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Many consumers ask us if it's OK to write a complimentary letter or give their psychiatrist a photo or present for Christmas with a thank you card.

People's diffidence arises for two reasons. Firstly, many of us are confused about the idea of boundaries and what this does or doesn't allow us to do.

Secondly, letters of thanks are rare in psychiatry - psychiatry is not obstetrics; both clinicians and consumers are much more used to complaints than they are compliments, especially in the public sector.


The issue of 'boundaries' presents a confusing dilemma for many consumers. The theory is straightforward enough: clinicians have an obligation to manage the therapeutic relationship in such a way that their patients/clients will remain emotionally and physically safe. They are required to manage all interactions to keep an emotional and physical line between themselves and us.

In reality, though, in some situations the relationship does become (and needs to become) quite intimate. The problem is, without due diligence these intimate relationships can turn into the wrong type of intimate relationship which will hurt us more than anything else and ruin any therapeutic value.

On the other hand, many consumers believe that 'boundaries' are often used by clinicians to control people, or as an excuse for poor communication.

Just as some clinicians seem all over the place in how they define appropriate 'boundaries', consumers' need for closeness and distance also vary enormously.

In private psychiatry these confusions can be worked through over time but in the come-and-go world of public psychiatry this is rarely a possibility. The most likely scenario is that consumers are being told that they need to keep proper boundaries without ever knowing what this means.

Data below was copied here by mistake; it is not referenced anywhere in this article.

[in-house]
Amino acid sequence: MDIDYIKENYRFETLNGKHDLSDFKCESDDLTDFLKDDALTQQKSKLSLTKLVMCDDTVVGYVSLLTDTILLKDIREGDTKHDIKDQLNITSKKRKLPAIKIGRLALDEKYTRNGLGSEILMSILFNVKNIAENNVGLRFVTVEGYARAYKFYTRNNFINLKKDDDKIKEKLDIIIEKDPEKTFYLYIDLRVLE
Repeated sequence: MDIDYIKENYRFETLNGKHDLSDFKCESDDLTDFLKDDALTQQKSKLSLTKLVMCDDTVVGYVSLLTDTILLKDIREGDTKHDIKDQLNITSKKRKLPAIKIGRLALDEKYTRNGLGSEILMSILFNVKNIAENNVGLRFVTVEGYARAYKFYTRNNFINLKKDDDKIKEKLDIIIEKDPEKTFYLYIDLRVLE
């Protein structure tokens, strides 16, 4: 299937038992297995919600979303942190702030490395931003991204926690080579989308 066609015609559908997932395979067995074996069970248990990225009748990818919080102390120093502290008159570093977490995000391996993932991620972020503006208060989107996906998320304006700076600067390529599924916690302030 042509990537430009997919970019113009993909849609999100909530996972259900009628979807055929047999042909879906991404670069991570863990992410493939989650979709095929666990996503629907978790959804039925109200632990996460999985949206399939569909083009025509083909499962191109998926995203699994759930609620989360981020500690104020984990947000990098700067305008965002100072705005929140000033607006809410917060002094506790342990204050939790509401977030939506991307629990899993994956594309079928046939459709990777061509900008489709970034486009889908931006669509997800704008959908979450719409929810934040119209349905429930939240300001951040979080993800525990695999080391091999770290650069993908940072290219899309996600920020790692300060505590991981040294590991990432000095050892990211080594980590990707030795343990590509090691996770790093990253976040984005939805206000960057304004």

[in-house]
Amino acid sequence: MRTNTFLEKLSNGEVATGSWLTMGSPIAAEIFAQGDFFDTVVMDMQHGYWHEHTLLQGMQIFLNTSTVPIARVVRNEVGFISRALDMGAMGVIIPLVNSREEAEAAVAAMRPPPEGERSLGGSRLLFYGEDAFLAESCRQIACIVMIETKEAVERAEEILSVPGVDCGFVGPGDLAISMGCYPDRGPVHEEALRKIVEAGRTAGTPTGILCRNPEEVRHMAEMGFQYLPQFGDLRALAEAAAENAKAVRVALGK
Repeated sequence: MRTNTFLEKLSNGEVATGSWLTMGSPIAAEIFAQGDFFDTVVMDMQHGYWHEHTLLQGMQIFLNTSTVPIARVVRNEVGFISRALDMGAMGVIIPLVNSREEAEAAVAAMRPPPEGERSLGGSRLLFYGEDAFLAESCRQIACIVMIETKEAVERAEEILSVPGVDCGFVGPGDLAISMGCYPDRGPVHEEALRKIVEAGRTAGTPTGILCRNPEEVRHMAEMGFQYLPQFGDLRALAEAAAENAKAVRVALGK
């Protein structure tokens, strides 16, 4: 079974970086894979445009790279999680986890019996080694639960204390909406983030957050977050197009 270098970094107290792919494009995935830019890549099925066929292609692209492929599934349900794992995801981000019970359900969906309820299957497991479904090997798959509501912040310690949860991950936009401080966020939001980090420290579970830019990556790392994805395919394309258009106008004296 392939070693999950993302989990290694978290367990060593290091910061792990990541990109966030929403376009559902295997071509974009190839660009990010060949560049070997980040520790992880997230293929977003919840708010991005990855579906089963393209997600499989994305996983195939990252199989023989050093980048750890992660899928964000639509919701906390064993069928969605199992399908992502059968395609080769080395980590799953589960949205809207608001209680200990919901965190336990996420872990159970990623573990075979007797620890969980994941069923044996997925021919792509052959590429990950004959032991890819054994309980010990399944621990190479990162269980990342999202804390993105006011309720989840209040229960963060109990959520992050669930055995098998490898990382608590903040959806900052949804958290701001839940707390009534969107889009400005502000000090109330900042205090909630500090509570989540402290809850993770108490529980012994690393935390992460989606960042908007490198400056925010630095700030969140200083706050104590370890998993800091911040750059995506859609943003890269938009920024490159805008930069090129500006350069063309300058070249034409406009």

Saying thank you for the receipt of good practice is not in and of itself too intimate in relation to 'appropriate' consumer/clinician relations. However, some clinicians providing some sorts of therapeutic interventions will not accept anything and will refuse our gestures of kindness. These will probably only be clinicians working with a particular form of psychotherapy/psychoanalysis.

If you are concerned about what the reaction to an act of gratitude might be, maybe ask them first.

A shortlist of what it is OK to do (and not so OK)

Constructing a written message

In most instances, it's best if your words of thanks are expressed on a card. For one thing, it stops us from slipping into 'overdoing it' mode!

The exception to this rule is where you are writing to a unit manager or some other person where you want to reinforce good practice. In these cases, it can be useful to include dot points of all the things that you found to be good. (It is OK in such a letter to include a couple of practices that could be improved so long as the positive largely outweighs the negative.)

Because consumer-clinician relationships can be one-sided, power-based, tricky, and in some ways unknown, it's best to keep your words short, meaningful, individualised and genuine. Try to maintain your status as a 'patient'.

A couple of words of warning: in all cards and letters, we must be vigilant about confidentiality, especially third-party confidentiality. And keep a copy of all correspondence, just to be safe.